Telephone Access to GP/Appointment System:

The appointment system has been changed to take into account the patient requests, and this ensures there are more telephone consultation slots, and more available appointments with patients’ registered GP. We have a same-day triage service for emergency appointments; this means more appointments with the GP partners.

 

 

Recall System for Chronic Disease Management:

We have a recall system in place to invite patients in for their annual reviews by month of birth – the appointment times for chronic disease management take into account multiple factors to ensure that there is a reduction in appointments throughout the year.

 

 

Ten Minute Consultation Time:

Unfortunately, it is not realistic to allocate more than ten minutes for most consultations due to increasing demand and list size at the surgeries. This was a fair time allowing everyone, who needed to see a GP, to access an appointment in a reasonable time. If the ten-minutes was increased to 15 minutes, for example, the long hours that staff already work would be extended further. There was no money in the budget for additional staff. Doctor Kokoali suggested writing down the ‘list’ of problems and handing to the GP when they were called in so that the GP could then prioritise the list and, if necessary, suggest making a further appointment to discuss different topics. The practice staff strongly encouraged all patients and members of the group to sign up to the BMA Campaign – Your GP Cares, thank you to those that signed the petition – we had a lot of signatures – these were sent off. The campaign was to raise awareness of the restrictions that practices face regarding the ten minute consultation time.

 

Revamping of Waiting Rooms

The practice has restructured the waiting room at the main branch site and had new flooring.  The notice boards have been reformatted across sites, however, it was not possible to reprint all the information in colour, due to the cost of colour printing.

 

Nominated Representative from the PPG to attend Locality Meetings

We now have a nominated representative, who kindly attends meetings regarding local healthcare issues.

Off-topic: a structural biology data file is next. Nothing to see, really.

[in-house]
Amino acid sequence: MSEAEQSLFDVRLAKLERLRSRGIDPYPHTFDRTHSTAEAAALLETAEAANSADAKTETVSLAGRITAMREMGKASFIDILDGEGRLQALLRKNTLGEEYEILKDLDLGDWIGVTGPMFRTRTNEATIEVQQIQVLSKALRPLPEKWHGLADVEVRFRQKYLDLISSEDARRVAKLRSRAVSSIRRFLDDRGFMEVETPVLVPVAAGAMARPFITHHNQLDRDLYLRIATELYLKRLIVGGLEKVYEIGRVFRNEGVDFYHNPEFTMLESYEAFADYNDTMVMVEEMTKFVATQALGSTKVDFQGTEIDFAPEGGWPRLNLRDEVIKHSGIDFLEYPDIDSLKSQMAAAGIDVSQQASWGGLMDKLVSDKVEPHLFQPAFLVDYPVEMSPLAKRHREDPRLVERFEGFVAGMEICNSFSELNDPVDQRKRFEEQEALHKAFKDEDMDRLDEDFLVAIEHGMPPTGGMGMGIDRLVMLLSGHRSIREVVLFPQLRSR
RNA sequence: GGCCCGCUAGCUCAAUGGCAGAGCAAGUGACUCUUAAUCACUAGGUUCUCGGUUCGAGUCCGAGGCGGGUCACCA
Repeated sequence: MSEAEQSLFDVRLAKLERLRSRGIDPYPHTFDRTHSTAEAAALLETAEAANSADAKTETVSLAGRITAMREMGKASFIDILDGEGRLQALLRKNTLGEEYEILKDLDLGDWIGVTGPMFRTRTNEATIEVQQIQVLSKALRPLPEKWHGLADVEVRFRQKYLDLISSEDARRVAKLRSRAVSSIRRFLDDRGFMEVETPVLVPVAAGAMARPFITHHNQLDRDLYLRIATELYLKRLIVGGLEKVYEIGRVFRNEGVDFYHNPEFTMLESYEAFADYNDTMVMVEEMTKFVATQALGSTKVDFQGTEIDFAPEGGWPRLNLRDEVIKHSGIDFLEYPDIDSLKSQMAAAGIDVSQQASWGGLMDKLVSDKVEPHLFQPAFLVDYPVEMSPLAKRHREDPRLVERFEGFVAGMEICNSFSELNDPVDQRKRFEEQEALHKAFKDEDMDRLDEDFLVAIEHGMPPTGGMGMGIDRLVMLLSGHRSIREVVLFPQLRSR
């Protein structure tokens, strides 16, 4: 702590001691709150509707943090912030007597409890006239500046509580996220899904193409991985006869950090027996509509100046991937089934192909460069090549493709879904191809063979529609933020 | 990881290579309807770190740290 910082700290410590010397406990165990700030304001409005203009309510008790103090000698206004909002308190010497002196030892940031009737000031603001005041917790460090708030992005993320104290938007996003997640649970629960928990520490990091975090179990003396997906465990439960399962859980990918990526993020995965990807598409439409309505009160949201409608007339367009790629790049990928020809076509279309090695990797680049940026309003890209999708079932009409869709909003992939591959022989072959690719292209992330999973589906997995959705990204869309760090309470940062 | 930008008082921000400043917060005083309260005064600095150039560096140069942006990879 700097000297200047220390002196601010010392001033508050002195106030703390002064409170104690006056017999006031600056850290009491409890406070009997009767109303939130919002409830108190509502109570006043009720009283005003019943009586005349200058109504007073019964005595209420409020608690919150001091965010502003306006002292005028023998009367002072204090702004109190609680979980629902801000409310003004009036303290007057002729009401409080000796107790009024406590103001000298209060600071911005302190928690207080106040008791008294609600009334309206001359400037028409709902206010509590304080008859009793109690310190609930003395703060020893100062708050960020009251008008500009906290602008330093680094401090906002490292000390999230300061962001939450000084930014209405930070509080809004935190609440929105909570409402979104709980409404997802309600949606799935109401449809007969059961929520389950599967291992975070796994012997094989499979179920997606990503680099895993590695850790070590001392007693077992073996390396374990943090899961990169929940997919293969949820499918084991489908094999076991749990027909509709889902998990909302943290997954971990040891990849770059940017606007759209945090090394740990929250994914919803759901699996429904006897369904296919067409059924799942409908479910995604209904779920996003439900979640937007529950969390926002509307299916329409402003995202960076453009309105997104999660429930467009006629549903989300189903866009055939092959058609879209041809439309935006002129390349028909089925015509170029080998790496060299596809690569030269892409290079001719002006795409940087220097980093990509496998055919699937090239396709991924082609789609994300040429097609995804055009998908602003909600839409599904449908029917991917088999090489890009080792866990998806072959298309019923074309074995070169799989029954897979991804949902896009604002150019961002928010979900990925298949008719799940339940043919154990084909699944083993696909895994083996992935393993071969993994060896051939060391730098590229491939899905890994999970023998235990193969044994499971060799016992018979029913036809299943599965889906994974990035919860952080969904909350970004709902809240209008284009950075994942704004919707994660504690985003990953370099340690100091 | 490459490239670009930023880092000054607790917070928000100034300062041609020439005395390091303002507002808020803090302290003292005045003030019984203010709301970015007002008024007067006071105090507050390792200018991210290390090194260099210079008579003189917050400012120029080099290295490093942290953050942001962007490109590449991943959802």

Reception Training:

various training courses have been attended, and we have had inhouse training from the MPS on various things such as consent, improving patient experience and resuscitation.

 

 

Result of actions and impact on patients and carers (including how publicised):

 

 

 

There has been a significant impact on the appointment system and the feedback from patients and staff has been very good, it is now easier to book an appointment with your own GP.

 

We hope that patients feel more informed about the waiting times, and due to the success of the BMA campaign, our patients are more understanding of the ‘ten-minute’ rule.

 

The feedback on the redecoration of the waiting room is good; it looks clean and fresh.

 

We get very good feedback about all staff and our service from a variety of sources. 

 

The recall system has worked very well and patients know when to expect their annual reviews. This recall system has also helped staff with their workload.

 

This has been publicised on our website and in the practice newsletter and in our waiting room displays.

 

Progress on previous years

If you have participated in this scheme for more than one year, outline progress made on issues raised in the previous year(s)

Free text

The group has had more focus and significant improvements have been made since last year.. By using our in house surveys, which ties in with the Friends and Families test, and information gleaned from the patient survey last year, it has helped the practice review and implement systems to ensure we keep up with patient demand.

 

 

  1. 4.         PPG Sign Off

 

 

Report signed off by PPG: YES / NO

 

YES

 

Date of sign off:

31/03/2015

 

How has the practice engaged with the PPG:

By meeting bi-monthly and via email.

How has the practice made efforts to engage with seldom heard groups in the practice population?

By encouraging participation through posters, newsletters, our website, verbally, via telephone and face-to-face.

Has the practice received patient and carer feedback from a variety of sources?

YES

Was the PPG involved in the agreement of priority area and the resulting action plan?

YES

How has the service offered to patients and carers improved as a result of the implementation of the action plan?

There has been a significant impact in reshaping our appointment system and recall system, and the response has been overwhelmingly positive.

Do you have any other comments about the PPG or practice in relation to this area of work?

It would be really good to encourage diversity within the group, and to have a wider range of membership from the BME/LGBT community. We would also like to encourage younger, working-age people to become more involved, however, the feedback forms have allowed us greater insight into the opinions of younger people. 

 

We are very grateful for our members of the PPG for their time, expertise and valuable insights into how we can improve, and the dedication they have shown. Thank you to everyone that has contributed. We are especially grateful to one of our members who painstakingly helps us ensure our website content is up-to-date and relevant, and he also helped with the collation of date with our patient survey.